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Income vs Healthcare

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by

Emma Searle

on 13 June 2016

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Transcript of Income vs Healthcare

% of Canadians with Access to a Healthcare Professional
% of Population with Income Vs. % with a Healthcare Provider
Graph:
Income vs. Healthcare
% of the Population with Employment Income
The graphs show the percentage of the population with income for each province, as well as for Canada's total
* This graph shows the income of the provinces from least to greatest.
-The data is from the year 2012, before Alberta's oil crash, so Alberta may be lower down on the graph, if one were to be made for this year
-Shows the % of the population, by province with a doctor.
-This is important to research because it shows us how efficient the healthcare system is, and also which provinces have the most doctors proportionate to the the population.
-This is important to research because it is a good indicator of the job market per province, and which provinces have the highest percent of people employed.
-This could be relevant for us in the next decade as we begin to search for a job
GRAPH OF HEALTH CARE BY PROVINCE

Yukon has lowest % of healthcare providers (60.1%), whereas Northwest Territories has highest % of healthcare providers (88.4%), however they are neighboring regions
HYPOTHESIS
We believe that despite Canada's publicly funded universal healthcare, provinces with a higher employment rate would have more accessibility to healthcare.
RESEARCH
Research has shown that countries with more economic growth and financial stability have higher life expectancy
Canada's health care system is a group of socialized health insurance plans that provides coverage to all Canadian citizens. It is publicly funded and administered on a provincial or territorial basis, within guidelines set by the federal government.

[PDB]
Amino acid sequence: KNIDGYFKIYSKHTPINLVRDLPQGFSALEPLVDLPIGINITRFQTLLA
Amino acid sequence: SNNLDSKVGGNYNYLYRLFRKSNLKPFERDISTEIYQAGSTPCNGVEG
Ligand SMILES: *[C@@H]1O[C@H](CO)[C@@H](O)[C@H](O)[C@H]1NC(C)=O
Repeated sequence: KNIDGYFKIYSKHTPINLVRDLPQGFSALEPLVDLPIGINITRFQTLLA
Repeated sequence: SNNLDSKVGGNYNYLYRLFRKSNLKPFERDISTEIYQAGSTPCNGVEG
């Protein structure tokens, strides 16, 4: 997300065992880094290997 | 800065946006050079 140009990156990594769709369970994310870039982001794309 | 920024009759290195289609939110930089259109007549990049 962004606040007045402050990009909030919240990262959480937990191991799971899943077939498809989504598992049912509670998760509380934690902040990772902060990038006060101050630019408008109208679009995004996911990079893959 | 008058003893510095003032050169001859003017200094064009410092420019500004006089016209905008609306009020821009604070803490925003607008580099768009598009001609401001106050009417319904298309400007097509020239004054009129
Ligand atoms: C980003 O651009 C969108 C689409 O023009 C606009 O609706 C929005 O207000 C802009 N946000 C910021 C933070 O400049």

(canadian-healthcare.org)
(statisticalconsultants.co)

Important Note:
This is actually what some barns look like in Alberta--->
As you can see, this data is very weakly related, if at all
The Correlation Coefficient is 0.0386
*As you recall from definitely paying attention in class, the closer a # is to 0, the weaker the relationship*
What does this even mean?
It may be interesting to conduct this same study using data from the U.S., since they do not have universal healthcare, their graph could likely show a stronger correlation, with healthcare depending more on income than in Canada where it is free
So... Thank you Prime Minister Pierre Elliot Trudeau! For making this possible
To Conclude...
Our initial hypothesis, that despite Canada's publicly funded universal healthcare, provinces with a higher employment rate would have more accessibility to healthcare, was proven incorrect!
Income has very little to no effect whatsoever on accessibility to basic healthcare per province in Canada
The End!
Thank you for your attention!
Can you spot the bias?
Analysis:
Well... it means that Canada's universal healthcare system has done a relatively good job in making sure people with low income can still have access to pretty much the same standard of healthcare as everyone else
Full transcript